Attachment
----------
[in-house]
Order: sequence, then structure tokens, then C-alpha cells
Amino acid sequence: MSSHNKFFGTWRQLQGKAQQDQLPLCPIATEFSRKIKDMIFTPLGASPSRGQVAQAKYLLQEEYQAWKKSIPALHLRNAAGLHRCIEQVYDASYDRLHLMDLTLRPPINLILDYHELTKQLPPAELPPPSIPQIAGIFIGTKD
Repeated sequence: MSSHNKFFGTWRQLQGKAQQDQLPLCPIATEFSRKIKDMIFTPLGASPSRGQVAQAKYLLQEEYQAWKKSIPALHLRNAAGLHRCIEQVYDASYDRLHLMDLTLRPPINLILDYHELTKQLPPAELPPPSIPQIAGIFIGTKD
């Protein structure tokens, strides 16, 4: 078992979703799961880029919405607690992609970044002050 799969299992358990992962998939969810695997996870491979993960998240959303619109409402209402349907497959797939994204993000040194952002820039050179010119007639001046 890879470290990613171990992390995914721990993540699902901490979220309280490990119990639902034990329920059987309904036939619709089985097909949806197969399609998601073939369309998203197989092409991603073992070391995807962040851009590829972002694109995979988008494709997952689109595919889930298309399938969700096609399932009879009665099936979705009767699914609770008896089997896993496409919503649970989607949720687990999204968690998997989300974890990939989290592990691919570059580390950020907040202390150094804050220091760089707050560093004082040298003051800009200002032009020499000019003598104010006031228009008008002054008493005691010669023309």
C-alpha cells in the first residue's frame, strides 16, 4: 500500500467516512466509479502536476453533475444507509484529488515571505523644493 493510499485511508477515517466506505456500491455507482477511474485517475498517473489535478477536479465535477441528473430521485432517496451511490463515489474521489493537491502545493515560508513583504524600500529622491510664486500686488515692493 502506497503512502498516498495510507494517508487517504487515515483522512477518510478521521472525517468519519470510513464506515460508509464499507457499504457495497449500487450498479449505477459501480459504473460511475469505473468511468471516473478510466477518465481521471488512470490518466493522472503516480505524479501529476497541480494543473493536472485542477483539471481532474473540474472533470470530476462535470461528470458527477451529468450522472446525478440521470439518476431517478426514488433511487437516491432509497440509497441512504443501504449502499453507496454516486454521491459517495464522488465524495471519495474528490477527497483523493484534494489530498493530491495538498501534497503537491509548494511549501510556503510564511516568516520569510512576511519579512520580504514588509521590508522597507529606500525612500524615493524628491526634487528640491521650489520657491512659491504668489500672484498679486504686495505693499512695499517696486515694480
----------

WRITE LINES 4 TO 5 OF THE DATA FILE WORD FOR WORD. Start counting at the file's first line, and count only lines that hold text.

Repeated sequence: MSSHNKFFGTWRQLQGKAQQDQLPLCPIATEFSRKIKDMIFTPLGASPSRGQVAQAKYLLQEEYQAWKKSIPALHLRNAAGLHRCIEQVYDASYDRLHLMDLTLRPPINLILDYHELTKQLPPAELPPPSIPQIAGIFIGTKD
């Protein structure tokens, strides 16, 4: 078992979703799961880029919405607690992609970044002050 799969299992358990992962998939969810695997996870491979993960998240959303619109409402209402349907497959797939994204993000040194952002820039050179010119007639001046 890879470290990613171990992390995914721990993540699902901490979220309280490990119990639902034990329920059987309904036939619709089985097909949806197969399609998601073939369309998203197989092409991603073992070391995807962040851009590829972002694109995979988008494709997952689109595919889930298309399938969700096609399932009879009665099936979705009767699914609770008896089997896993496409919503649970989607949720687990999204968690998997989300974890990939989290592990691919570059580390950020907040202390150094804050220091760089707050560093004082040298003051800009200002032009020499000019003598104010006031228009008008002054008493005691010669023309």